Sunday, May 31
Prague:: Mass at Strahov/tour Strahov Abbey Library and lunch/travel to Berlin (4:30 drive)/hotel in Berlin
Over the course of the trip I’ve discovered we have 6 lefties. It came to mind because we’ve eaten together so often. This group is very considerate and the lefties always want the ends as to not elbow their neighbors.
Lunch was great today—again; duck and 2 types of dumplings, onion soup and dessert crepes. But this time we had St. Norbert Amber beer offered to us. The restaurant associated with the Abbey has many types of St. Norbert beer on their menu.
Earlier we went to Mass at Strohov. Not to minimize it the church by any means, but it was another Baroque Abbey. Mass was in Czech today. I didn’t understand a word. Some First Communicants were there in their adorable little suits. And lots of incense wafted into the rafters. This church also has many frescoes on the ceiling that are muted colors surrounded by gold, white and pink stucco embellishments. The incense filled the air and the space a sense of atmospheric perspective–where scenery is less vibrant and more grey as it recedes to the horizon. Something beautiful happens to light when the air is hazy. Outdoors, some refer to it as “God light.” Seems appropriate here.
The organ played and children sang. Their little voices were such a stark difference from the booming organ music we’ve heard and I wasn’t altogether prepared for it. John and I are out of words for beautiful. The children’s singing was beautiful and bounced through the space gracefully. Light streamed in from above and rested in spots all over the church. I found it quite beautiful.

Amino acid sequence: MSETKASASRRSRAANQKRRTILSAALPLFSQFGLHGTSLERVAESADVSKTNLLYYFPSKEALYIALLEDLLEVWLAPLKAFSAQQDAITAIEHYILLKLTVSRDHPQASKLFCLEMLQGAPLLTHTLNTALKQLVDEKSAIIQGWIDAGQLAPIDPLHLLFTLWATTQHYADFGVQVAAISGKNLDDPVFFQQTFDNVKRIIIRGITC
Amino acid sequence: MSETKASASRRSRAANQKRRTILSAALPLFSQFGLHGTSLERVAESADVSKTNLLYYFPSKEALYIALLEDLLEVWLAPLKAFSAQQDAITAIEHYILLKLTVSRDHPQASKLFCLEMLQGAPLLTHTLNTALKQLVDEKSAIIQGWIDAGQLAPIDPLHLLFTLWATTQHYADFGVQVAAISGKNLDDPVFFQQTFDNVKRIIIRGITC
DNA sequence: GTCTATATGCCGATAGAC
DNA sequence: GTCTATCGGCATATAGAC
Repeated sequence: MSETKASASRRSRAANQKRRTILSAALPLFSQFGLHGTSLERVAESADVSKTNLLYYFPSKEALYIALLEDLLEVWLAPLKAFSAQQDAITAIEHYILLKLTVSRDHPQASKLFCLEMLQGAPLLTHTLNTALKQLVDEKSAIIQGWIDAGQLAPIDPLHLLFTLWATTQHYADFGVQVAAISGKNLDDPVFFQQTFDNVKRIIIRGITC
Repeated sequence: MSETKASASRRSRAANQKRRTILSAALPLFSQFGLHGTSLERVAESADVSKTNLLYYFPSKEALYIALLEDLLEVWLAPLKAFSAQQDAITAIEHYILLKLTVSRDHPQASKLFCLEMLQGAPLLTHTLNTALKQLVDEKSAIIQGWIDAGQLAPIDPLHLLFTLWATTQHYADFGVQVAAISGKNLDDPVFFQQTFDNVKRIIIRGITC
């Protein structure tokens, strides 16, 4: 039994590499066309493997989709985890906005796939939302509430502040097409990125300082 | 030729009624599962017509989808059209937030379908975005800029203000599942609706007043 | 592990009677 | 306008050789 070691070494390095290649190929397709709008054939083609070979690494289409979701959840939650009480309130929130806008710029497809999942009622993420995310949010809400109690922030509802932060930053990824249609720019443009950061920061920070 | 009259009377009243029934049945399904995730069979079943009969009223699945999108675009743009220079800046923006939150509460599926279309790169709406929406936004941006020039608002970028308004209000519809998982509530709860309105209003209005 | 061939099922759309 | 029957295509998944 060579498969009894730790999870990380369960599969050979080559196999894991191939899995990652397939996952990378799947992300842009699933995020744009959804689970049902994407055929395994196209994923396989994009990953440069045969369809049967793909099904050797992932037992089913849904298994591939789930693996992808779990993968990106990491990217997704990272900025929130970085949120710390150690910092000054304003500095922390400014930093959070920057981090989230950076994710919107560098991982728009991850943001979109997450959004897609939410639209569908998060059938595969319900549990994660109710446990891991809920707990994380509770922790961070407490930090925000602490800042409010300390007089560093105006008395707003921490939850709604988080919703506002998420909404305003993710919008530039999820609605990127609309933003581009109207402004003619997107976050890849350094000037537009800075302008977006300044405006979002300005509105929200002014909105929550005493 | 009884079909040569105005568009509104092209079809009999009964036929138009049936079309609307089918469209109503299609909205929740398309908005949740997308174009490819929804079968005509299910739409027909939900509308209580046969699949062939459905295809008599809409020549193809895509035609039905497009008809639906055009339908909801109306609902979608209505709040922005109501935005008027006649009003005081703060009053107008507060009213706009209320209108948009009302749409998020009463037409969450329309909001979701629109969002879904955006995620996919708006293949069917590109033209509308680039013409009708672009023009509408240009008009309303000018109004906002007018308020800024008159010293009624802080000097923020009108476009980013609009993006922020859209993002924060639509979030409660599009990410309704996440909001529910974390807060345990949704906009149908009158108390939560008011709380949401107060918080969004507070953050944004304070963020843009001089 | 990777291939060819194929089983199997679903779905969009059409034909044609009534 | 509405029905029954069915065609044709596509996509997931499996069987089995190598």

This Abbey, from 1143 originally, and special to us because relics of St. Norbert rest there. They’ve added a display space that has key scenes of the life of Norbert in large oils—the guide was quick to point out The Spider Incident and seemed to enjoy telling the story. The new space has a large gold and glass reliquary ready to receive remains.
St. Norbert’s remains were in Magdeburg for quite sometime, until the church became Protestant. Some negotiation ensued and his remains traveled to Doksany, where the nuns “re-casketed” them as our guide told us (and planted a tree), and finally to Strahov.
Strahov has a storied past as well. Communists assumed the property as their own and threw out its residents, imprisoning the Abbot. That was as recent as 1950. Ironically, because of the historical significance of the church and library the Communists also restored it.
The library was beautiful. Having seen the posters hanging in Fr. Andrew’s sitting area for a year, I was glad to finally see it and take my own photos. President Kunkel asked how old the oldest volume was, it is from the year 800. 700 years before Gutenberg. And, if that’s not cool enough, they have somewhere around 1400 incunabula (books printed within the first 100 years of the press.) With a couple of librarians on the trip, I believe the excitement level was a little higher than normal. Gaping jaws, awed and inspired, I talked Sally into guest blogging. I’m impressed that no one touched anything. Sally said she had to clasp her hands behind her back, after all Strahov’s library is pretty fantastic!
5 hours on the bus today! We will be in Berlin for the final leg of the trip. We pass through more countryside and Dresdin as I’m typing.
It has been enlightening to see the relationships, from place to place, among the Norbertines and those who have visited before. It is touching and evidence that family is not just by blood.